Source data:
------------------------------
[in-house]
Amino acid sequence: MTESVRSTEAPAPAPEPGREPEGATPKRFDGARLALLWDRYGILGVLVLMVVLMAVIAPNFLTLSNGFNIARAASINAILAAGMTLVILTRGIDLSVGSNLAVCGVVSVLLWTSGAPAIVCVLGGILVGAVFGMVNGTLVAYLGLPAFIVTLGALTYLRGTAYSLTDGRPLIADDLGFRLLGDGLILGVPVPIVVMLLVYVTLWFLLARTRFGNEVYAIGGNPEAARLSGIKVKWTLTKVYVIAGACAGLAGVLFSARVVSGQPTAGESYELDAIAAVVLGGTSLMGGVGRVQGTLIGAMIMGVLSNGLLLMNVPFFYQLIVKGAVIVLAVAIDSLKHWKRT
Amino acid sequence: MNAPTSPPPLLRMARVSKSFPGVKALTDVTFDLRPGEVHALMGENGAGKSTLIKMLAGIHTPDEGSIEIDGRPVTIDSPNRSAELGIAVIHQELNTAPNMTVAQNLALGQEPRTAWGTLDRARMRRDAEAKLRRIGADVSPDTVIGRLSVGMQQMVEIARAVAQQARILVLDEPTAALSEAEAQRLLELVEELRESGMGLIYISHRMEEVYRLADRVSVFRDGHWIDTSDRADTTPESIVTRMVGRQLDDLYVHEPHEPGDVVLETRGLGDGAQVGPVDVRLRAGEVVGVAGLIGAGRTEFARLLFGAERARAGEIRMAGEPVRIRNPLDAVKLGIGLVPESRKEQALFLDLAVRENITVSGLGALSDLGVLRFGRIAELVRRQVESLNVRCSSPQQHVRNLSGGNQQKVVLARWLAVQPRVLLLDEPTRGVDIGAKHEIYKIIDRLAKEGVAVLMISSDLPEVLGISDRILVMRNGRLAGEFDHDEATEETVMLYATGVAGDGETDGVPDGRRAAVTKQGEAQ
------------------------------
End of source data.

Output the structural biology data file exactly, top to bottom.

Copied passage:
[in-house]
Amino acid sequence: MTESVRSTEAPAPAPEPGREPEGATPKRFDGARLALLWDRYGILGVLVLMVVLMAVIAPNFLTLSNGFNIARAASINAILAAGMTLVILTRGIDLSVGSNLAVCGVVSVLLWTSGAPAIVCVLGGILVGAVFGMVNGTLVAYLGLPAFIVTLGALTYLRGTAYSLTDGRPLIADDLGFRLLGDGLILGVPVPIVVMLLVYVTLWFLLARTRFGNEVYAIGGNPEAARLSGIKVKWTLTKVYVIAGACAGLAGVLFSARVVSGQPTAGESYELDAIAAVVLGGTSLMGGVGRVQGTLIGAMIMGVLSNGLLLMNVPFFYQLIVKGAVIVLAVAIDSLKHWKRT
Amino acid sequence: MNAPTSPPPLLRMARVSKSFPGVKALTDVTFDLRPGEVHALMGENGAGKSTLIKMLAGIHTPDEGSIEIDGRPVTIDSPNRSAELGIAVIHQELNTAPNMTVAQNLALGQEPRTAWGTLDRARMRRDAEAKLRRIGADVSPDTVIGRLSVGMQQMVEIARAVAQQARILVLDEPTAALSEAEAQRLLELVEELRESGMGLIYISHRMEEVYRLADRVSVFRDGHWIDTSDRADTTPESIVTRMVGRQLDDLYVHEPHEPGDVVLETRGLGDGAQVGPVDVRLRAGEVVGVAGLIGAGRTEFARLLFGAERARAGEIRMAGEPVRIRNPLDAVKLGIGLVPESRKEQALFLDLAVRENITVSGLGALSDLGVLRFGRIAELVRRQVESLNVRCSSPQQHVRNLSGGNQQKVVLARWLAVQPRVLLLDEPTRGVDIGAKHEIYKIIDRLAKEGVAVLMISSDLPEVLGISDRILVMRNGRLAGEFDHDEATEETVMLYATGVAGDGETDGVPDGRRAAVTKQGEAQ